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March 20, 2014
by North Texas Food Bank

Child Obesity:
Different Fight, Same Objective

March 20, 2014
by North Texas Food Bank
Screen Shot 2014-02-13 at 1.57.43 PM

Some could argue child obesity is of no concern to North Texas Food Bank. After all, as long as obese children have food to eat, NTFB’s job is done, right? As a matter of fact, nothing could be farther from the truth. In our fight against hunger, our goal is to make food insecure North Texans healthier, smarter and stronger. That means our job is only done when food insecure families are provided with healthy food that will make them smarter and stronger.

According to the U.S. Department of Health and Human Services (HHS), high prices for fresh fruits and vegetables increase the risk that low and middle income children will be overweight. HHS researchers also found that higher fast food prices were associated with obesity as fast foods chains are more likely to boost prices based on greater demand. Read More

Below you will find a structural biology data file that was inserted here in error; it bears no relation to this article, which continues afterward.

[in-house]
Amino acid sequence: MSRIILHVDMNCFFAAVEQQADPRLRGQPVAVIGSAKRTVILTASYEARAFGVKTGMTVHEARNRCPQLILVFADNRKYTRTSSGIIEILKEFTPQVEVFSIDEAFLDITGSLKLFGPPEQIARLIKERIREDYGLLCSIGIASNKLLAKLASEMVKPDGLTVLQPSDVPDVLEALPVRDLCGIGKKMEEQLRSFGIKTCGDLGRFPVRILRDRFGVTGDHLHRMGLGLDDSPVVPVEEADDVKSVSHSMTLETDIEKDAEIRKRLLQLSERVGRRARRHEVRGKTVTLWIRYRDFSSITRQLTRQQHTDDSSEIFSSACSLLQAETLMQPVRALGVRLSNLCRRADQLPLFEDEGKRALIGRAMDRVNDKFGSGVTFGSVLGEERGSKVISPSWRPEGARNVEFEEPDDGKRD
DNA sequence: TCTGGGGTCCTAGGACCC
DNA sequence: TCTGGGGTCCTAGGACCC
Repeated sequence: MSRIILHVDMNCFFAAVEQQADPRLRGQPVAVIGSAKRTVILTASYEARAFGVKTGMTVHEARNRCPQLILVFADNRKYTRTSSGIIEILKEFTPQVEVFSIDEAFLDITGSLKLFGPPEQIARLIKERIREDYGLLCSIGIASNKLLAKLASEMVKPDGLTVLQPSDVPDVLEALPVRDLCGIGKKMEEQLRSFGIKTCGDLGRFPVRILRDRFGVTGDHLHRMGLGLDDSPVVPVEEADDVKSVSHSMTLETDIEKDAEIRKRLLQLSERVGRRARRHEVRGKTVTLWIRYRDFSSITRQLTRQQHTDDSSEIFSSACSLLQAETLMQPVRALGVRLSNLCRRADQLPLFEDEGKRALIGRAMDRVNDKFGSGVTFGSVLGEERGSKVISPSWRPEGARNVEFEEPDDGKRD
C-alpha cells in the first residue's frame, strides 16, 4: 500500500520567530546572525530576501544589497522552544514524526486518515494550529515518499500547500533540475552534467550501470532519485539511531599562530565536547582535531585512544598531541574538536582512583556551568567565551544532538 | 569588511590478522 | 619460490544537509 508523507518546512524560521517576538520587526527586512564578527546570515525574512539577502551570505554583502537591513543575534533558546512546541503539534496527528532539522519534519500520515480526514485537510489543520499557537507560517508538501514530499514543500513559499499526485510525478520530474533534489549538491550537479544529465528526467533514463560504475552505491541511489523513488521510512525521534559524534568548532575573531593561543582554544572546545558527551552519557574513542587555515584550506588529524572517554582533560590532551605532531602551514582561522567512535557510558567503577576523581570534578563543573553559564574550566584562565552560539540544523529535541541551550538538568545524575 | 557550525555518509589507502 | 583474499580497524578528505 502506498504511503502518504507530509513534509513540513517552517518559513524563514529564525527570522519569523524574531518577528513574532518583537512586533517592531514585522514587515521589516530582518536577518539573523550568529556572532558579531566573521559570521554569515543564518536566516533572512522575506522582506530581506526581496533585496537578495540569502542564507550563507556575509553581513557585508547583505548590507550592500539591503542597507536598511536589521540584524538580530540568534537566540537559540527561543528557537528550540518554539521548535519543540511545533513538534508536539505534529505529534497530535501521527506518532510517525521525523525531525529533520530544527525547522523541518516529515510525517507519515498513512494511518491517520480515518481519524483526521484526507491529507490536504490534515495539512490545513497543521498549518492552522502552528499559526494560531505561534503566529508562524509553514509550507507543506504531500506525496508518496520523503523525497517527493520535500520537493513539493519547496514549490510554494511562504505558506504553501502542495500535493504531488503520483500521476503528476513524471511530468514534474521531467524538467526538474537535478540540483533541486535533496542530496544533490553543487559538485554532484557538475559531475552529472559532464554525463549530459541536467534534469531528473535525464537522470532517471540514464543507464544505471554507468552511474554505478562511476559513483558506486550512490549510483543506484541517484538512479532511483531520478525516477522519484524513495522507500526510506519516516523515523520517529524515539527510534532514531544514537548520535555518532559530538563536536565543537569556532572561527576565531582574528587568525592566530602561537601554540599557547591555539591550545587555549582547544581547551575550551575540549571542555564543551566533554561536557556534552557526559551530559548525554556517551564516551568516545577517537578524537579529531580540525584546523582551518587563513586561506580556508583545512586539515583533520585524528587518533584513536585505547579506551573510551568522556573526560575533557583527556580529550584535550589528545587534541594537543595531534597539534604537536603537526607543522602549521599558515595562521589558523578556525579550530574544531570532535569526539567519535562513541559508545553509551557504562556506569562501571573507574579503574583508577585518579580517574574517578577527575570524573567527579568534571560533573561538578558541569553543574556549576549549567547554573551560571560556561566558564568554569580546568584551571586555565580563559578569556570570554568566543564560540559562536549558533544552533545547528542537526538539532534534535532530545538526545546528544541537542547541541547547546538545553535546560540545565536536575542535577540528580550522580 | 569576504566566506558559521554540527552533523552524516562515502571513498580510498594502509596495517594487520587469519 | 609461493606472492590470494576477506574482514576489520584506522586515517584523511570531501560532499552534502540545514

Some could argue child obesity is of no concern to North Texas Food Bank. After all, as long as obese children have food to eat, NTFB’s job is done, right? As a matter of fact, nothing could be farther from the truth. In our fight against hunger, our goal is to make food insecure North Texans healthier, smarter and stronger. That means our job is only done when food insecure families are provided with healthy food that will make them smarter and stronger.

According to the U.S. Department of Health and Human Services (HHS), high prices for fresh fruits and vegetables increase the risk that low and middle income children will be overweight. HHS researchers also found that higher fast food prices were associated with obesity as fast foods chains are more likely to boost prices based on greater demand. Read More